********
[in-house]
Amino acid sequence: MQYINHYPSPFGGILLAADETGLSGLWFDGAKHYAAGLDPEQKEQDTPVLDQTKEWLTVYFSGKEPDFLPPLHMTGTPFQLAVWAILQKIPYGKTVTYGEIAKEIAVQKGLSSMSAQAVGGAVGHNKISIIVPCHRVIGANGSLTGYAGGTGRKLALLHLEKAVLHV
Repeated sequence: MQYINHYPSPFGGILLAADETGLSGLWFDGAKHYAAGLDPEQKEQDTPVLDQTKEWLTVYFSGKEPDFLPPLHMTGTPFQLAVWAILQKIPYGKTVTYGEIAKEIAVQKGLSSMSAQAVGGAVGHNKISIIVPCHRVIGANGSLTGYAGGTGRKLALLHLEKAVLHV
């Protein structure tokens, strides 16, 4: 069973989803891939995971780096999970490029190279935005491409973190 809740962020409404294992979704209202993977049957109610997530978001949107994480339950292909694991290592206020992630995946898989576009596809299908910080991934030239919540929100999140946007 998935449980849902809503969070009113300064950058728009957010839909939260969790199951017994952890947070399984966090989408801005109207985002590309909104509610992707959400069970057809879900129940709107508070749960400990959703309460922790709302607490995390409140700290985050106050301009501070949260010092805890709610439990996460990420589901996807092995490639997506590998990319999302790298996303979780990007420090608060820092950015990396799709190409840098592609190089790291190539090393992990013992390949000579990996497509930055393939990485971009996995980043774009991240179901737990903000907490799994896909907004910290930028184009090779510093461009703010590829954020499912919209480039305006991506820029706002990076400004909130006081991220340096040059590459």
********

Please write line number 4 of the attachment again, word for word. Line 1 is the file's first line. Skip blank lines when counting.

């Protein structure tokens, strides 16, 4: 069973989803891939995971780096999970490029190279935005491409973190 809740962020409404294992979704209202993977049957109610997530978001949107994480339950292909694991290592206020992630995946898989576009596809299908910080991934030239919540929100999140946007 998935449980849902809503969070009113300064950058728009957010839909939260969790199951017994952890947070399984966090989408801005109207985002590309909104509610992707959400069970057809879900129940709107508070749960400990959703309460922790709302607490995390409140700290985050106050301009501070949260010092805890709610439990996460990420589901996807092995490639997506590998990319999302790298996303979780990007420090608060820092950015990396799709190409840098592609190089790291190539090393992990013992390949000579990996497509930055393939990485971009996995980043774009991240179901737990903000907490799994896909907004910290930028184009090779510093461009703010590829954020499912919209480039305006991506820029706002990076400004909130006081991220340096040059590459």